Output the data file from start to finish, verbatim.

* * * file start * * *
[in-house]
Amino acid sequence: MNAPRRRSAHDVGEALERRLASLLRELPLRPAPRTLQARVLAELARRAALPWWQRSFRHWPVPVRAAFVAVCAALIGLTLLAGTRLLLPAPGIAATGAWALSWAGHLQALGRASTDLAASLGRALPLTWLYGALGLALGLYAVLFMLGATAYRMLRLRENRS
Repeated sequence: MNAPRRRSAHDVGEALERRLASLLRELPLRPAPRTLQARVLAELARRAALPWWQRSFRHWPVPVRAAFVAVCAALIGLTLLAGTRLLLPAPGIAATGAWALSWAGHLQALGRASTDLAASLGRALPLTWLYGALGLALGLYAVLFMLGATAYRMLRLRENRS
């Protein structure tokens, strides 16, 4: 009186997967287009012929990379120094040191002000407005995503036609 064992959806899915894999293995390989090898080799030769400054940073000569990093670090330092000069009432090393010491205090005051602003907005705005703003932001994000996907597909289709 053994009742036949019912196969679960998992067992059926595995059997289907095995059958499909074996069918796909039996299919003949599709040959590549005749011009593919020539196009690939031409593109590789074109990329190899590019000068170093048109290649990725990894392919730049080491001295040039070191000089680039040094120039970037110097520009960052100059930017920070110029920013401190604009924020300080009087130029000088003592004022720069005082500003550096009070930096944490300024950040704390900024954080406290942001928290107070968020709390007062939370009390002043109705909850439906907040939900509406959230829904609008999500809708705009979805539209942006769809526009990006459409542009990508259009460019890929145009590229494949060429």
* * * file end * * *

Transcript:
[in-house]
Amino acid sequence: MNAPRRRSAHDVGEALERRLASLLRELPLRPAPRTLQARVLAELARRAALPWWQRSFRHWPVPVRAAFVAVCAALIGLTLLAGTRLLLPAPGIAATGAWALSWAGHLQALGRASTDLAASLGRALPLTWLYGALGLALGLYAVLFMLGATAYRMLRLRENRS
Repeated sequence: MNAPRRRSAHDVGEALERRLASLLRELPLRPAPRTLQARVLAELARRAALPWWQRSFRHWPVPVRAAFVAVCAALIGLTLLAGTRLLLPAPGIAATGAWALSWAGHLQALGRASTDLAASLGRALPLTWLYGALGLALGLYAVLFMLGATAYRMLRLRENRS
């Protein structure tokens, strides 16, 4: 009186997967287009012929990379120094040191002000407005995503036609 064992959806899915894999293995390989090898080799030769400054940073000569990093670090330092000069009432090393010491205090005051602003907005705005703003932001994000996907597909289709 053994009742036949019912196969679960998992067992059926595995059997289907095995059958499909074996069918796909039996299919003949599709040959590549005749011009593919020539196009690939031409593109590789074109990329190899590019000068170093048109290649990725990894392919730049080491001295040039070191000089680039040094120039970037110097520009960052100059930017920070110029920013401190604009924020300080009087130029000088003592004022720069005082500003550096009070930096944490300024950040704390900024954080406290942001928290107070968020709390007062939370009390002043109705909850439906907040939900509406959230829904609008999500809708705009979805539209942006769809526009990006459409542009990508259009460019890929145009590229494949060429």